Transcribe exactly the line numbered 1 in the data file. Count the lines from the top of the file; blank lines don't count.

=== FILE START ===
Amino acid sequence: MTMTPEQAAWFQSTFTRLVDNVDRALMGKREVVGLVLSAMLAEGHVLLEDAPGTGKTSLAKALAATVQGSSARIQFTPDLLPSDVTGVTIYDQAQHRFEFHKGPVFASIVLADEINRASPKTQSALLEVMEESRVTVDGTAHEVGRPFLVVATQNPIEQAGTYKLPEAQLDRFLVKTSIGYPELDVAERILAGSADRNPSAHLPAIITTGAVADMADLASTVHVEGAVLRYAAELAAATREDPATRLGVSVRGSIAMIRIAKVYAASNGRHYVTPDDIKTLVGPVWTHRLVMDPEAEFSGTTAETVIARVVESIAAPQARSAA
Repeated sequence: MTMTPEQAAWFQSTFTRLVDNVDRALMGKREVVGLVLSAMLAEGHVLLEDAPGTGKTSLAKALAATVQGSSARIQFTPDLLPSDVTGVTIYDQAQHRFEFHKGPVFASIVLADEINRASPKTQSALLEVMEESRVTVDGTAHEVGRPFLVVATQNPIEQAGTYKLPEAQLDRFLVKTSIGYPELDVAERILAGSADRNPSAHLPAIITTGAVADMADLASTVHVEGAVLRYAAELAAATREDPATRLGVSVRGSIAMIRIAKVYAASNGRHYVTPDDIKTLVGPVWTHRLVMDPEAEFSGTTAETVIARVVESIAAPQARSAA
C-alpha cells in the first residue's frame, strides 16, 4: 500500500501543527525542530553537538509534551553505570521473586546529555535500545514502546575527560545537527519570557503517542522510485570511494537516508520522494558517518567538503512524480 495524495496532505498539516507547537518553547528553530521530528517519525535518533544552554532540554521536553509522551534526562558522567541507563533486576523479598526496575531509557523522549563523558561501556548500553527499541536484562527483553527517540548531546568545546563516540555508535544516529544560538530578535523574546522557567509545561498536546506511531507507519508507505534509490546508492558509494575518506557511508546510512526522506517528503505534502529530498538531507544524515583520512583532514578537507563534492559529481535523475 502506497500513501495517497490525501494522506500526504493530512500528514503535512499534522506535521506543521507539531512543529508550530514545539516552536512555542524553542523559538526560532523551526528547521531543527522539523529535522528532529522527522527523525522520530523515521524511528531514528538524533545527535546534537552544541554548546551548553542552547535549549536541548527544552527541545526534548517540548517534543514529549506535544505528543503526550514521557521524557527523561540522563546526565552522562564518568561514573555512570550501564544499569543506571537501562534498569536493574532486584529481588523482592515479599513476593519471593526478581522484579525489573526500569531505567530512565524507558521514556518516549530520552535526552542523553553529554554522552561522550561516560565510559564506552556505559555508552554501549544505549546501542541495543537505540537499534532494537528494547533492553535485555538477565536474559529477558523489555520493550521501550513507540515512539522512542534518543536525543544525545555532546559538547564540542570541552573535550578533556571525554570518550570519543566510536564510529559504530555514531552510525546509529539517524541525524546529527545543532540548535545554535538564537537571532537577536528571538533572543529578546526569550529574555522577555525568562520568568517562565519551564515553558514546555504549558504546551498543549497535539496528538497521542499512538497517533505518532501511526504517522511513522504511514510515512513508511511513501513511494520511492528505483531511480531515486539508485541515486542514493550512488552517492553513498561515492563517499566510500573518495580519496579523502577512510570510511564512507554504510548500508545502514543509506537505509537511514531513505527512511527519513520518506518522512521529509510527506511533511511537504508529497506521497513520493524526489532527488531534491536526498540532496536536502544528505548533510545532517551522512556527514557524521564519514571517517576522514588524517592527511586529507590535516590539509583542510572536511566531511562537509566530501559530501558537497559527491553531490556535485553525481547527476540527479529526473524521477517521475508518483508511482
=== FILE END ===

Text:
Amino acid sequence: MTMTPEQAAWFQSTFTRLVDNVDRALMGKREVVGLVLSAMLAEGHVLLEDAPGTGKTSLAKALAATVQGSSARIQFTPDLLPSDVTGVTIYDQAQHRFEFHKGPVFASIVLADEINRASPKTQSALLEVMEESRVTVDGTAHEVGRPFLVVATQNPIEQAGTYKLPEAQLDRFLVKTSIGYPELDVAERILAGSADRNPSAHLPAIITTGAVADMADLASTVHVEGAVLRYAAELAAATREDPATRLGVSVRGSIAMIRIAKVYAASNGRHYVTPDDIKTLVGPVWTHRLVMDPEAEFSGTTAETVIARVVESIAAPQARSAA